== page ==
The number of people attempting to change their lifestyle to improve their health is growing substantially.
However, a rise in prominence of health-boosting products and solutions means more potentially dangerous side effects that consumers need to watch out for.
One such “solution” is the rising popularity of DNA home testing kits that supposedly provide you with advice on how to best change your diet and lifestyle.
DNA and microbiome at-home kits are the most popular of these solutions. However, the truth is, these tests are largely inaccurate and offer very little value. In fact, some experts are concerned that any changes made on such patch data might do more harm than good.
At the end of the day, though, DNA home testing kits are probably here to stay. Thankfully, there are some benefits to such solutions.
Let’s take a closer look…
Why Are People Going Crazy over DNA Home Test Kits?
DNA is a buzzword today, and microbiome is becoming one as well as the body of research that proves its importance for our health increases.
The result of it is that many people know these terms and some very generalized information about their meanings.
However, they have no idea of the real complexities of both DNA and microbiome research. This causes a lot of myths and businesses that sell such at-home testing kits benefit from them.
For example, everyone knows that your DNA is, basically, a code containing all important information about your body.
And it’s true that some types of DNA testing today are able to identify specific gene mutations. This information can alert researchers to the risk of some diseases, so preventative measures can be taken to improve the patient’s quality of life.
However, the much less-known fact is that this type of testing is extremely complex and it can only be carried out in highly specialized labs. The equipment used to make such analyses is enormously expensive and not available to the general public.
Moreover, even this sophisticated equipment isn’t 100% accurate. And also, the data regarding DNA studies is still too limited, so even identifying seemingly “compromised” genes does not guarantee that doctors would be able to improve the patient’s health in any significant way.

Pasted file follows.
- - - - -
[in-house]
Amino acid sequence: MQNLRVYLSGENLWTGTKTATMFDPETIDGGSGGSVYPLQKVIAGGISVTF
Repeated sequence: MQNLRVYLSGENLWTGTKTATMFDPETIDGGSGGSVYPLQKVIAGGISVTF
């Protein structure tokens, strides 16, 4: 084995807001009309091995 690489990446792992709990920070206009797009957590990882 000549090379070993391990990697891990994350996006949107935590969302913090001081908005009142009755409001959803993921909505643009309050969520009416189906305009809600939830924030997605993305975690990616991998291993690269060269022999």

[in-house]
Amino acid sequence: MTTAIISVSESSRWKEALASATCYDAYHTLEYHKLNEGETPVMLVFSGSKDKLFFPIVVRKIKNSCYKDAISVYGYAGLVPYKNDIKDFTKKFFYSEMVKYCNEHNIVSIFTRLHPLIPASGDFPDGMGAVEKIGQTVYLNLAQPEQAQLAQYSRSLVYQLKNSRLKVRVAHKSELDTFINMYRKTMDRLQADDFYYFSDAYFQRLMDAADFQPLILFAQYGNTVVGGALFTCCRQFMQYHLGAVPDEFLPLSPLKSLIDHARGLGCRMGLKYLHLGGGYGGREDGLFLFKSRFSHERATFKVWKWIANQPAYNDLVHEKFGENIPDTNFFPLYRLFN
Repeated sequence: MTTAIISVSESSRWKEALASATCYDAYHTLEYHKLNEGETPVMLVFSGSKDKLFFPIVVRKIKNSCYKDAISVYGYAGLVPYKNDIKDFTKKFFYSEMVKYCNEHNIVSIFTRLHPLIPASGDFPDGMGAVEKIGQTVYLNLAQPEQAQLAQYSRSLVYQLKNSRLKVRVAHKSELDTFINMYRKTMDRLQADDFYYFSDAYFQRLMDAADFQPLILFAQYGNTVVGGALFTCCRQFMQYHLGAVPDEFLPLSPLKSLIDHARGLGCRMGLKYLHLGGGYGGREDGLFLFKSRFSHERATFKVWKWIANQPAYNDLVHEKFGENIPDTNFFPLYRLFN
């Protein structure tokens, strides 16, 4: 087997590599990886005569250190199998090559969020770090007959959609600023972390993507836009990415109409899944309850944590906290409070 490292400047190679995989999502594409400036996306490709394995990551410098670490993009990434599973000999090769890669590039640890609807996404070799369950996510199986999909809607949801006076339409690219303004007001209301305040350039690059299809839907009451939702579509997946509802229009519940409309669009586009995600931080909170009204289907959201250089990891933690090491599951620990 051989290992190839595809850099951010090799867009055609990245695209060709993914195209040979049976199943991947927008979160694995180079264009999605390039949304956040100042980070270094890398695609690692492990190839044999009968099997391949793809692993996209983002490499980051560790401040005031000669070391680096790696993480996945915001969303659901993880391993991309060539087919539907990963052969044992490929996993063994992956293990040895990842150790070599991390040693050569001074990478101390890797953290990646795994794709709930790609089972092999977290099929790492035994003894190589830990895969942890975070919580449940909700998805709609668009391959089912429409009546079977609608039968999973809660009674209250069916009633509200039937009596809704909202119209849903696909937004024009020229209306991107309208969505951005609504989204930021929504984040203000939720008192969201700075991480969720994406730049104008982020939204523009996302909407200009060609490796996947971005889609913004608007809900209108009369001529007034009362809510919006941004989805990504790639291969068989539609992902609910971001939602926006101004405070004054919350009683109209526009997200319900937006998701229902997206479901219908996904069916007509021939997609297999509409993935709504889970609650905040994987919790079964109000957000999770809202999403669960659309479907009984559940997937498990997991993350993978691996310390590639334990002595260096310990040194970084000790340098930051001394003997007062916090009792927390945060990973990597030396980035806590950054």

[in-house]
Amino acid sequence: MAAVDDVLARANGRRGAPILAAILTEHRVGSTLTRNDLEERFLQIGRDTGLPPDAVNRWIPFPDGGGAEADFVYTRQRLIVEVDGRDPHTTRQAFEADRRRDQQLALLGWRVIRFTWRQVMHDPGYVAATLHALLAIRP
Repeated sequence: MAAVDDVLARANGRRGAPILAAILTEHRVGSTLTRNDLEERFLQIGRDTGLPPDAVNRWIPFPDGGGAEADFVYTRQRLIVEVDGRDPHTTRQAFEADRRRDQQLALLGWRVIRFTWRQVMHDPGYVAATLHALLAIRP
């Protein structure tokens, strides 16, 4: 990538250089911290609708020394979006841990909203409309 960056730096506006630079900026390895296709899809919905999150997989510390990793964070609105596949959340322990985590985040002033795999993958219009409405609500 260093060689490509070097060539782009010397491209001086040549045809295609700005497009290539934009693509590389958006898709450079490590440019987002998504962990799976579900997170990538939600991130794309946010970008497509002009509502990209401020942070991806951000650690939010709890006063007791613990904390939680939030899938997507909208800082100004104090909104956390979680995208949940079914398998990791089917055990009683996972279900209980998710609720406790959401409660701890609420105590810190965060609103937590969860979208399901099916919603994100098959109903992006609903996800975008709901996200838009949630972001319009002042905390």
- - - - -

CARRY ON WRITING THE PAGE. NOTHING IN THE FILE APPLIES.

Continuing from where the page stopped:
Companies that create and sell at-home DNA testing kits do not have access to such resources, so if you consider using these solutions, you need to start by asking how does it work? The answer is, above all, “not very accurately”.
What Home DNA Tests Can and Cannot Do
First of all, these tests are unable to diagnose or alert you about potential risks of any genetic diseases. You’ll learn it when you study product information about the kit.
These tests do not claim to have that kind of power. The most they could do is to identify some common markers that might indicate tendencies for specific mutations, but on a very limited scale.
Simply put, a top-quality test like this might be able to tell that you have a propensity for obesity, but it can’t be used as a diagnostic tool for any genetic pathology.
And speaking of obesity, you would be able to learn this without any tests by looking at family pictures for the last few generations.
What a test like this cannot do is to give you any health-based advice. And that’s something that the manufacturers of home DNA testing kits often do. Admittedly, that advice is usually generalized and follows the regular healthy lifestyle guidelines.
Therefore, following those tips should do any harm. However, this simply means that the test itself offers no value whatsoever. But it does expose you to many risks, including identity theft and possibility of mental health issues.
The good news is that the accuracy of these tests is increasing because it’s tied to the amount of data stored in the company’s databases.
As more people take the tests, more data becomes available, so comparisons that run through the database show more accurate matches. However, this adds little value to any purported health benefits of such tests.
The genealogy angle of home DNA testing, however, is improving greatly. So, if it doesn’t bother you that your DNA information would be publicly available (those databases can be hacked easily), you can take this test to indulge your passion for researching family trees.
However, if you want to use these tests as a way to get healthier, you shouldn’t get your hopes up.
Are Home DNA Testing Kits Dangerous?
Home DNA testing isn’t actively dangerous. It’s true that someone might hack the database of the testing company and use your information for nefarious purposes. However, someone might do the same to your online banking app or Facebook account. Arguably, the impact of that hack would be much worse.
DNA kits might not be very accurate, but they usually aren’t a total miss either. This means that you might be able to learn something useful from them.
As long as you take any results with a large pinch of salt and talk to a doctor, nutritionist, or a personal trainer before making any major diet and lifestyle changes, those tests will be safe and fun to use.